Trans narratives are hot.
Across the globe, media makers are turning to the transgender community for fodder for films, photo exhibits, stage plays, magazine articles, etc. In fact, if you aren't talking about trans people, then you are missing out on what is an incredibly powerful media moment where our lives have become the catalyst for mainstream discussions of gender, sexuality, and even race.
Riding the wave of this trans trend is the new Netflix series Orange Is the New Black. Based on the book of the same name, the show tells the story of Piper Kerman and the colorful inmates she meets during her one-year sentence at a women's prison. Written and directed by women with a majority women cast, OITNB is breaking new ground in a number of ways but is mainly doing so by ushering in a new and powerful representation of black trans identity through the character of Sophia Burset.
Although OITNB treads the line of racial stereotype, the show is redeemed by the ways in which it depicts female sexuality. For the most part, all of the women in the prison are represented as having control of their sexuality despite their reality of incarceration. Whether they are sneaking into chapels to fuck, risking solitary confinement for a mind-shattering screwdriver-induced orgasm, or rejecting the advances of lovestruck but dangerous cellmates, the women are consistently shown with some semblance of sexual agency. The character of Sophia is no different.
For instance, in a predictable "trans" moment from the series, Sophia is advised to offer sexual favors to a sexually abusive guard in return for him sneaking in her life-saving hormones. Though she briefly considers the exchange in a well-written moment of desperation that toys with audience expectations, Sophia ultimately rejects the offer to seek out alternative means of trans survival. This powerful plot twist is extremely notable in a climate that assumes that trans women of color are innately prone to sex work as the only avenue of survival.
Sophia's choice to rely on strategy and intellect instead of her body to get what she needs, is not the limit of her sexual agency. As a trans woman who is married to a cisgender woman, the portrayal of their relationship explodes overarching myths that have positioned trans women of color as sexually undesirable outside of pornographic imagery. At the same time, their union also calls attention to the nuances of marriage equality in relation to trans individuals who are victims of the prison industrial complex -- an issue that has yet to gain traction in the marriage equality debate.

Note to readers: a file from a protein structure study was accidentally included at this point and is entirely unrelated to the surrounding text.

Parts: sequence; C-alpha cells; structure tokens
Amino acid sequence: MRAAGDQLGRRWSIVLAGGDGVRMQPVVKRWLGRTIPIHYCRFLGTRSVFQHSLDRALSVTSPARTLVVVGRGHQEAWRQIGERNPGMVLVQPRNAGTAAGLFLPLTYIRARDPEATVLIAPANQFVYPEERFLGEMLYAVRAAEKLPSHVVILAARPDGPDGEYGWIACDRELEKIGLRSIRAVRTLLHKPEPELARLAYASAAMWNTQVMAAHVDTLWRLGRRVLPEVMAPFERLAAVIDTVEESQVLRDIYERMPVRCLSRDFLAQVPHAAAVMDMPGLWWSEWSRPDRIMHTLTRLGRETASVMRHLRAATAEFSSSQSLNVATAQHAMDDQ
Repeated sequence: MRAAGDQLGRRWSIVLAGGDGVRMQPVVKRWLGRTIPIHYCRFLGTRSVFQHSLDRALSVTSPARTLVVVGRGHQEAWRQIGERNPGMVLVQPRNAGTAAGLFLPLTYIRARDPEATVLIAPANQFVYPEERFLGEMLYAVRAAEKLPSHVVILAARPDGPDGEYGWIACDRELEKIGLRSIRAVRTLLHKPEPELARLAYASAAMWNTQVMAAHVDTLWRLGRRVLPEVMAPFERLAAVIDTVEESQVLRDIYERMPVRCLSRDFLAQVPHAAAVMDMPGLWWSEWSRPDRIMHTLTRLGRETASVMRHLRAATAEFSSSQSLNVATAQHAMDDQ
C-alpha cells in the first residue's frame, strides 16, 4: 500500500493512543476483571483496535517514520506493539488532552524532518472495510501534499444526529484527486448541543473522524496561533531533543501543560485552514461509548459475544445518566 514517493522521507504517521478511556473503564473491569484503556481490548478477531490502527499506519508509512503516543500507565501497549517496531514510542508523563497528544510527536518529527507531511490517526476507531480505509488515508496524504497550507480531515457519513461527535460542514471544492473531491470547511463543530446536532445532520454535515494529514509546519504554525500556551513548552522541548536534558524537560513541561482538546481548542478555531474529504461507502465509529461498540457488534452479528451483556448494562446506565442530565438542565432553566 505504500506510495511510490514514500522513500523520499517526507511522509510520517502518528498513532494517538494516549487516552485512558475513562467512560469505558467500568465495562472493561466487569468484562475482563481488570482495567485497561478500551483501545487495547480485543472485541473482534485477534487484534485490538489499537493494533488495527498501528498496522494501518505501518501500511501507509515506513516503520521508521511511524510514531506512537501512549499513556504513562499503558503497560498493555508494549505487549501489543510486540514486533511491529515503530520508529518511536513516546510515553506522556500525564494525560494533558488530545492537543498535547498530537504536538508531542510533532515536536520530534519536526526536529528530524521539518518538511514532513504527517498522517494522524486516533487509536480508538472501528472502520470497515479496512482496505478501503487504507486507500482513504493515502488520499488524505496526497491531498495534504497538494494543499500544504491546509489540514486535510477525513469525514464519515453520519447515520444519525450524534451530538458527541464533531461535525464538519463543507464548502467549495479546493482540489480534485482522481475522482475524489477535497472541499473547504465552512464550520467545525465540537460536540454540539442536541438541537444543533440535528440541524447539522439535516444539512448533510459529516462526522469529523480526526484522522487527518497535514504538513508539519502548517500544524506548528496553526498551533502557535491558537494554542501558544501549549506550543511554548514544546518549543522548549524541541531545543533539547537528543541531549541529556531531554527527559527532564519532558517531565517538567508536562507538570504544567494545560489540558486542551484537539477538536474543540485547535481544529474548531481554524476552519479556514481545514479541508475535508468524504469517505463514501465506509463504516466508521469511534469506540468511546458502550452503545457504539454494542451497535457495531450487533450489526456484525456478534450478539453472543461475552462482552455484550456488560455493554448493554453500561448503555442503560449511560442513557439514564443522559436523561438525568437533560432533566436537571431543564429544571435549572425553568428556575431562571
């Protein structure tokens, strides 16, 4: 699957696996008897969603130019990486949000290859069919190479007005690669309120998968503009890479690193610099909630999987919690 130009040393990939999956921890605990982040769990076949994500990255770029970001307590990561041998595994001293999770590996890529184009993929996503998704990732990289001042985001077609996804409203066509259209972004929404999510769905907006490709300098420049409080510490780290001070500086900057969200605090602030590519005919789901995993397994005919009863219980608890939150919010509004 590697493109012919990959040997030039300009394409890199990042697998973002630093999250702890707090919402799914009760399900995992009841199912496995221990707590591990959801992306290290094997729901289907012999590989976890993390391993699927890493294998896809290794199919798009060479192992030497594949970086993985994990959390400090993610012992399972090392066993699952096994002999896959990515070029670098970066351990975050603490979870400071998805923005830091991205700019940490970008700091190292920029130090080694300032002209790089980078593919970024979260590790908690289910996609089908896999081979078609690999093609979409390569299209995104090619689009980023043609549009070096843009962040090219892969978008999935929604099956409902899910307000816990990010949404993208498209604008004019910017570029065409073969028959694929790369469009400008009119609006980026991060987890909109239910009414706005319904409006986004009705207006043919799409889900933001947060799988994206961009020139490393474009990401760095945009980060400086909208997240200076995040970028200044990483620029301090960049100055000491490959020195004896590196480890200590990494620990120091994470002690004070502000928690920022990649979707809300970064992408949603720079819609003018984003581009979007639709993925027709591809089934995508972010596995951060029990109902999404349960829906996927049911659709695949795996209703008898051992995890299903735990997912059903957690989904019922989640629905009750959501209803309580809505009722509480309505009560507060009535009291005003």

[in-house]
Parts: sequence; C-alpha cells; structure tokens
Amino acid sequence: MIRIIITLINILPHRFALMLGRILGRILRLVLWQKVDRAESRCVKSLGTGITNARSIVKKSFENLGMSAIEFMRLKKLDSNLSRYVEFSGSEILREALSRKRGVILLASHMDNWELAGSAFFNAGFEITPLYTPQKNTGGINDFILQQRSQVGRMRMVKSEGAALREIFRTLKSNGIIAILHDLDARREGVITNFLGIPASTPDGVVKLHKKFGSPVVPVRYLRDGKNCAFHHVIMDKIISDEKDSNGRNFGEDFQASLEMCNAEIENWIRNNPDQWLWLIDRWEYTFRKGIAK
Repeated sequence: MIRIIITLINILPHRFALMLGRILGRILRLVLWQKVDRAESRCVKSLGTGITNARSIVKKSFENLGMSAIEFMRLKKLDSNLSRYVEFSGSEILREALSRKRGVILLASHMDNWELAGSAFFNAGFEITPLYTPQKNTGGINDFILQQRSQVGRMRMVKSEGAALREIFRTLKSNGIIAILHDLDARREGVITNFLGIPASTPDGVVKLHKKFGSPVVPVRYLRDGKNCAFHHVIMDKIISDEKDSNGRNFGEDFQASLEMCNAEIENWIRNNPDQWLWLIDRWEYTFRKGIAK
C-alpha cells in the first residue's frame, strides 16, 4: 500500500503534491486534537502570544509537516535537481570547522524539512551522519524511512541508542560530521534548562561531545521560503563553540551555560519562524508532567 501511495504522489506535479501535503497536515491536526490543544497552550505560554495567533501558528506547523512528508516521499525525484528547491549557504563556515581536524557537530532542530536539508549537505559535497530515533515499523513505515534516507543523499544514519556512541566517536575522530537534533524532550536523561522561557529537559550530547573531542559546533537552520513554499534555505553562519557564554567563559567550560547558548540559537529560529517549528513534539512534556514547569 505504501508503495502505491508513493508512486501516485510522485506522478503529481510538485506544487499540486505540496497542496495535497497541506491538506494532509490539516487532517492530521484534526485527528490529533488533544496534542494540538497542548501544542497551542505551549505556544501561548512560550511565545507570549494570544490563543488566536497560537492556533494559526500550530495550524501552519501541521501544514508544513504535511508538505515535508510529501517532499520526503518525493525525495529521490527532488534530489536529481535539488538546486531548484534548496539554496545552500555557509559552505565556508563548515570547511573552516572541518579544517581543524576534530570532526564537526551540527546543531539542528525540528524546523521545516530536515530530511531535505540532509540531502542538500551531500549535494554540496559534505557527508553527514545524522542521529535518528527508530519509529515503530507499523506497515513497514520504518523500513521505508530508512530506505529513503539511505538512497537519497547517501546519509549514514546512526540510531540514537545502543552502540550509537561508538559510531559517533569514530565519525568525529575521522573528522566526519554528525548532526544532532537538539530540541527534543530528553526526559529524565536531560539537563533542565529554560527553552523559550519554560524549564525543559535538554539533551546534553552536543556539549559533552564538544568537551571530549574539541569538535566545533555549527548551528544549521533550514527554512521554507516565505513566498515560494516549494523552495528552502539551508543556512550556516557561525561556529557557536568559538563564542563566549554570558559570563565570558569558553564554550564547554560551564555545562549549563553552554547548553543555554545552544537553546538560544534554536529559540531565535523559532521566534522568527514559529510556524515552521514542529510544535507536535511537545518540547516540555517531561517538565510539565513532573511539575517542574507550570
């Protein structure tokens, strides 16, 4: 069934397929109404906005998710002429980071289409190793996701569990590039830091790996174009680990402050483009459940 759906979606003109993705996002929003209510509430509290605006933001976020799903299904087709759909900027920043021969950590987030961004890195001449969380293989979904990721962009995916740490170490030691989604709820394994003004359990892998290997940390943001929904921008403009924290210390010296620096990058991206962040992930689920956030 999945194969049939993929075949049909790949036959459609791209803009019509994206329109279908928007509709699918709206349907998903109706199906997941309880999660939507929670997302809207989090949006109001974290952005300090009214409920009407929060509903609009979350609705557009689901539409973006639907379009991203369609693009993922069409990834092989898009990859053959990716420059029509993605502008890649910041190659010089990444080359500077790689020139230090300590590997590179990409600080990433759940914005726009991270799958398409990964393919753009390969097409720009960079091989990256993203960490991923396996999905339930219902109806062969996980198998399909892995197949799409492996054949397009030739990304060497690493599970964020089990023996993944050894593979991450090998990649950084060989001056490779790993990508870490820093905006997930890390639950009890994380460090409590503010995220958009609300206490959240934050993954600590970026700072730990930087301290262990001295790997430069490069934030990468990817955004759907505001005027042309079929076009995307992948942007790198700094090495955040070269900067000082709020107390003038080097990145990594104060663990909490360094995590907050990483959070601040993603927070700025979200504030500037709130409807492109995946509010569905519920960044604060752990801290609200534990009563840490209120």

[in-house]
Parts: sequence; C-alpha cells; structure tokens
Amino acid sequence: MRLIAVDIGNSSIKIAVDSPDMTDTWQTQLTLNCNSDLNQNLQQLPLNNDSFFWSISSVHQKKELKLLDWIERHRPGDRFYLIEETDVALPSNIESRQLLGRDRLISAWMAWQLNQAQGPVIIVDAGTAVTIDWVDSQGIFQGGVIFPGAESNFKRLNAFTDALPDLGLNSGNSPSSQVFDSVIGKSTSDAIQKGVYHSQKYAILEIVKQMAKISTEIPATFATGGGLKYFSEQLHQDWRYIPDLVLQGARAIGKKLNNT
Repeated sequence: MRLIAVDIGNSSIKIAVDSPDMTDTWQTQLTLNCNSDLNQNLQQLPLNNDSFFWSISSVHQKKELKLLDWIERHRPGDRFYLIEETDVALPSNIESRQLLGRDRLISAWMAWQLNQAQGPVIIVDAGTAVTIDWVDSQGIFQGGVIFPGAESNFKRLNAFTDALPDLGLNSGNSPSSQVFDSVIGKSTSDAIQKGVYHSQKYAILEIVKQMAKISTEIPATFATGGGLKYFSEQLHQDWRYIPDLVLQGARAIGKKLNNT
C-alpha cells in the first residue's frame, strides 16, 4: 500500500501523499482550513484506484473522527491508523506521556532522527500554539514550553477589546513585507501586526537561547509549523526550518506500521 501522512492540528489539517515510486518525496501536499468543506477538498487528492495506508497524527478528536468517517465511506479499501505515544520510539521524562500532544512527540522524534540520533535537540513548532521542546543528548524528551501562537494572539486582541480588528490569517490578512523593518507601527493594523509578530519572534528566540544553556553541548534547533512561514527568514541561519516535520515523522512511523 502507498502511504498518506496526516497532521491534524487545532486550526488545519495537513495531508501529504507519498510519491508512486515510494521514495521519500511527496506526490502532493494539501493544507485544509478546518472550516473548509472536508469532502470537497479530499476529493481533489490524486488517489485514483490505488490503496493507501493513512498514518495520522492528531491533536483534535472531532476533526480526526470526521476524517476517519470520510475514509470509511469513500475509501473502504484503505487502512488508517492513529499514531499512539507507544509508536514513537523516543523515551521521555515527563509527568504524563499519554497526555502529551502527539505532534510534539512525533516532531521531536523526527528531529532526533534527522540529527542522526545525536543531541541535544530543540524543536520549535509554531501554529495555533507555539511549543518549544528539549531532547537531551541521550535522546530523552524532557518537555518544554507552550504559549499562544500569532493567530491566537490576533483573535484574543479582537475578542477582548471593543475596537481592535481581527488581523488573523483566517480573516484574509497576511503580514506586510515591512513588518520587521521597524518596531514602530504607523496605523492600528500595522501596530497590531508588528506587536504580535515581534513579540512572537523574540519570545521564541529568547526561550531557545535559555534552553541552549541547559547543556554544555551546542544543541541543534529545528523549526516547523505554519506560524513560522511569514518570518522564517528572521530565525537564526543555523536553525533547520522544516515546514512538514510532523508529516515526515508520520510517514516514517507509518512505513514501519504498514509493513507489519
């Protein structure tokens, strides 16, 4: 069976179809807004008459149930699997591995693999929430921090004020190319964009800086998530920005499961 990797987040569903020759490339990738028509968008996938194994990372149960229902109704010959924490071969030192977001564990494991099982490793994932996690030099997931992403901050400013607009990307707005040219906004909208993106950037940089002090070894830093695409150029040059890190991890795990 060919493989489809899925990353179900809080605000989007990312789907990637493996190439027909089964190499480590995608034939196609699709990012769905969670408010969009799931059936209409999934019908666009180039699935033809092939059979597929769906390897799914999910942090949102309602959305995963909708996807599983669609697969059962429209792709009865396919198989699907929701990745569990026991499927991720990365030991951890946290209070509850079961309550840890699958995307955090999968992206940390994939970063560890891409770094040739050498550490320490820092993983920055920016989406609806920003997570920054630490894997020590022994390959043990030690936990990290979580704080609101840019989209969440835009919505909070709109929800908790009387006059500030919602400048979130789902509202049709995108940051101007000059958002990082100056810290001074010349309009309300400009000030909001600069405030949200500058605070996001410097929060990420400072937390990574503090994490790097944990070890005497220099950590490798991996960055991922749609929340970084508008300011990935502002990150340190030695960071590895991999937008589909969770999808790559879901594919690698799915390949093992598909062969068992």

Perhaps the most compelling act that the presence of Sophia's wife performs, is a challenge to the widespread notion that black people are more homophobic and transphobic than any other racial group. While we know this isn't true, it is unfortunately rare to see mainstream images of black queerness based on acceptance and tolerance. Even the black inmates housed with Sophia, fully recognize and respect her as a woman and are shown supporting her hair salon or voting for her to become block president. This might seem as a minor plot point to some but to witness black cis women and trans women support one another is indeed a radical representation of the possibilities of black solidarity. And it is amazing.
Carrying the burden of representation as being the first show to include a black transgender actor as a cast lead does not make OITNB cutting edge. No.
What makes it work -- what makes it memorable, what makes it powerful -- is that it offers an image of black trans womanhood that is complex, messy, imperfect and, above all, human. Hopefully, work by allies who are fascinated by the trans narrative, will follow suit.
Follow Kortney Ryan Ziegler, Ph.D. on Twitter: www.twitter.com/fakerapper